New particle found
It’s not the Higgs Boson AKA The God(damn) Particle, but the LHC has found a new particle, composed of a “beauty” quark and an “anti-beauty” quark.
Quarks are the smallest particles that we know of, so small that they have no known structure. They’re called “quarks” because Murray Gell-Mann apparently decided to break with the traditional “-on” ending for particle names and used the following line from Finnegan’s Wake:
Three quarks for Muster Mark!
They come in six flavours (yes, you read that correctly): up, down, top/beauty, bottom/truth, strange and charm. Now, these names may sound like something that was invented while drinking or playing darts (which is how the Penguin diagram was invented), but there is a method to the madness. Up and down quarks are named after their components of isospin (this is a quantum number that exists, for instance, to distinguish between neutrons and protons, both of which have similar masses); top and bottom are their logical counterparts. Charm apparently fascinated and pleased (or charmed) the physicists who proposed it because of the symmetry it brought. Strange came from the fact that it appears in certain particles in cosmic rays, which have unusually long lifetimes and where detected before the quark model was even proposed by Gell-Mann and independently by George Zweig.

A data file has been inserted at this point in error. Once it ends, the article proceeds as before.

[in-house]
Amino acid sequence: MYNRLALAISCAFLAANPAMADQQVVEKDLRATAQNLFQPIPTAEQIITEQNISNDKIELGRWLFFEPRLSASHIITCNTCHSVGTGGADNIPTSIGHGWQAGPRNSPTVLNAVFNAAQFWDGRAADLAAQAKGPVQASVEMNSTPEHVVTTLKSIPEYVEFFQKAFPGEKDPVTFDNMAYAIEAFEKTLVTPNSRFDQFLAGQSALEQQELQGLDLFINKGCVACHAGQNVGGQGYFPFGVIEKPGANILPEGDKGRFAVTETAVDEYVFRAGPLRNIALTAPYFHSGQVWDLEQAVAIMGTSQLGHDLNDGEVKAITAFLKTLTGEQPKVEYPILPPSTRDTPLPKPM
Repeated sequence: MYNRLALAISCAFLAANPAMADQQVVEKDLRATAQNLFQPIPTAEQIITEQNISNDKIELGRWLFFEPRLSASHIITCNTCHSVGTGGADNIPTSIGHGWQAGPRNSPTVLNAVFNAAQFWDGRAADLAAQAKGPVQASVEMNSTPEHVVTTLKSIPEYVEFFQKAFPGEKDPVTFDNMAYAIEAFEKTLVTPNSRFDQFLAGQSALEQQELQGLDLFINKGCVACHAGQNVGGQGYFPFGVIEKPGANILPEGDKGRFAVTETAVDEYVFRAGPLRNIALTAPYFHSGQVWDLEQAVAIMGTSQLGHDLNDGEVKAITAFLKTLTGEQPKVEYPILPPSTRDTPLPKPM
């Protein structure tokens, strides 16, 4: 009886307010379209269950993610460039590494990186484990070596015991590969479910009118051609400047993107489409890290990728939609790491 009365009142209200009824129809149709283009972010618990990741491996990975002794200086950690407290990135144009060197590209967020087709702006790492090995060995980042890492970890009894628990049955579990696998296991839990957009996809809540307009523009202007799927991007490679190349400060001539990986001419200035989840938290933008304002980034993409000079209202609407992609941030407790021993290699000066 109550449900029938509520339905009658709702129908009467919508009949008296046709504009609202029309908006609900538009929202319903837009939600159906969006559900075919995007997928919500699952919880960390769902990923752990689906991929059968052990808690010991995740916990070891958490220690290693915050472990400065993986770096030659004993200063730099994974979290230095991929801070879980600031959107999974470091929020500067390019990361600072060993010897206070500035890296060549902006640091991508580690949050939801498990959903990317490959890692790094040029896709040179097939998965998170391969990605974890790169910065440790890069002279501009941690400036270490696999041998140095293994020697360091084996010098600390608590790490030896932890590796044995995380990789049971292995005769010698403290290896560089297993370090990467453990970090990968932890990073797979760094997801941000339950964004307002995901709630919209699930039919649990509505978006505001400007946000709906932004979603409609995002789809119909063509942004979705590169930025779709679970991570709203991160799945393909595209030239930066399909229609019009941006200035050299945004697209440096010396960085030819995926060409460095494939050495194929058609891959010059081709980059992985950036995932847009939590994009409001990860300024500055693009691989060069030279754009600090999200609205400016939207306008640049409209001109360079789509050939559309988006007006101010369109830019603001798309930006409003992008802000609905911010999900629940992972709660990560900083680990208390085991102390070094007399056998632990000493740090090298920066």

Another strange thing about quarks is that their electrical charges are not integers: they are either -(1/3)e or +(2/3)e, where e is the charge of an electron. Their antiparticles will have the opposite charge: i.e. a quark with a charge of -1/3 will have an antiquark associated with it with a charge of 1/3. The total charge has to add up to 0 or 1, forming the positively or neutrally charged particles that are known as hadrons (for example, protons and neutrons).
This is pure blue-sky research. It’s unlikely to have any practical use for a long time, if ever, but so bloody what? It expands human knowledge and gives us a better understanding of the universe, which is part of what I love about science: that moment when you realise “Oh, so that’s how it works”.